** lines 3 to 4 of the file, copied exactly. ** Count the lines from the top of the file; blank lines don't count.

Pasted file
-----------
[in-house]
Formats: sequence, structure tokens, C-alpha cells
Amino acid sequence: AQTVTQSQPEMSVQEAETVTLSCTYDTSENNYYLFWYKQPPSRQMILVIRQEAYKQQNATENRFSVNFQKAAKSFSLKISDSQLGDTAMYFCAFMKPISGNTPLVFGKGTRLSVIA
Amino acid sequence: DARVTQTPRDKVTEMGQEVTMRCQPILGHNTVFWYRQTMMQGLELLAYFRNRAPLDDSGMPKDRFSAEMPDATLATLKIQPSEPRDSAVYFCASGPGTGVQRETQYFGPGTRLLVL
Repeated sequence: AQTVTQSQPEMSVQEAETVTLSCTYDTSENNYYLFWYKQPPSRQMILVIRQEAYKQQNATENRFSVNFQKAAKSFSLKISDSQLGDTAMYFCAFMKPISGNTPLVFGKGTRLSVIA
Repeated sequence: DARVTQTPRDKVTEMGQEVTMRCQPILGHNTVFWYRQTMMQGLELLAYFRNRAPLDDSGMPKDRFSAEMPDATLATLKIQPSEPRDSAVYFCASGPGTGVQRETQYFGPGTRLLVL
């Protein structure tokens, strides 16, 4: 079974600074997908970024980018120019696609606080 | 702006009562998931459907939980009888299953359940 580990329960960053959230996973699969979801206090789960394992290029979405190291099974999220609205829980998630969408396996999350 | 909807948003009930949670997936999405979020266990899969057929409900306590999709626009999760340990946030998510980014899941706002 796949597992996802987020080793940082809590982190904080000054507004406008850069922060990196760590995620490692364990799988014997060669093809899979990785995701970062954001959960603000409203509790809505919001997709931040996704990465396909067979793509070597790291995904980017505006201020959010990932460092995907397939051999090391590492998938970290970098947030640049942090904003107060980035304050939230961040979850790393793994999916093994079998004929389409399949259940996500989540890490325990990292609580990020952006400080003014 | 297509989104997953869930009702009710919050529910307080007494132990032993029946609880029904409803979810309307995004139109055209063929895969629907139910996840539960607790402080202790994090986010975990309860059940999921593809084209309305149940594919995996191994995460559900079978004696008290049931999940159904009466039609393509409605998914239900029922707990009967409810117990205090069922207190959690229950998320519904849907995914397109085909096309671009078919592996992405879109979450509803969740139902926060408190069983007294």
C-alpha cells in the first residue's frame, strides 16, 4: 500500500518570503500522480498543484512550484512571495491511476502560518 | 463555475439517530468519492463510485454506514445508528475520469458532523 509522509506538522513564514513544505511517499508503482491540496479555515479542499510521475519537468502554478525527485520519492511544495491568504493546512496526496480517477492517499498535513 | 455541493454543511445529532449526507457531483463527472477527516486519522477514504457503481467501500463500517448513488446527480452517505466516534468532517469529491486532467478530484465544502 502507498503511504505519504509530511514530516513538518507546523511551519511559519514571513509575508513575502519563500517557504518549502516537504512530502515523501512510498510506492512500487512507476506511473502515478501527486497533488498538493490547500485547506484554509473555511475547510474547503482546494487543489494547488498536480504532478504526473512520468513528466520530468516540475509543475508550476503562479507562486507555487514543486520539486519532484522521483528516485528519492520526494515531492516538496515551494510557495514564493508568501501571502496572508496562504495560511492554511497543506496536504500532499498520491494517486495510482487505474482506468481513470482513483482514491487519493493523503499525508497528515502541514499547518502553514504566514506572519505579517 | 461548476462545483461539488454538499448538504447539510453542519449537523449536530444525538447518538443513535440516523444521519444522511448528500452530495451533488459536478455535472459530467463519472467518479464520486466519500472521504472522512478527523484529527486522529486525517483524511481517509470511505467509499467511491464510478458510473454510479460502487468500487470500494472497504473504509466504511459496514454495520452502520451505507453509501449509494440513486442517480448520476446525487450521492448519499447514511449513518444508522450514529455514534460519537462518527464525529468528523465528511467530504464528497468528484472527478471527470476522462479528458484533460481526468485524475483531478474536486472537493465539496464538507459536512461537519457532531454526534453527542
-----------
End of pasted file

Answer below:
Amino acid sequence: AQTVTQSQPEMSVQEAETVTLSCTYDTSENNYYLFWYKQPPSRQMILVIRQEAYKQQNATENRFSVNFQKAAKSFSLKISDSQLGDTAMYFCAFMKPISGNTPLVFGKGTRLSVIA
Amino acid sequence: DARVTQTPRDKVTEMGQEVTMRCQPILGHNTVFWYRQTMMQGLELLAYFRNRAPLDDSGMPKDRFSAEMPDATLATLKIQPSEPRDSAVYFCASGPGTGVQRETQYFGPGTRLLVL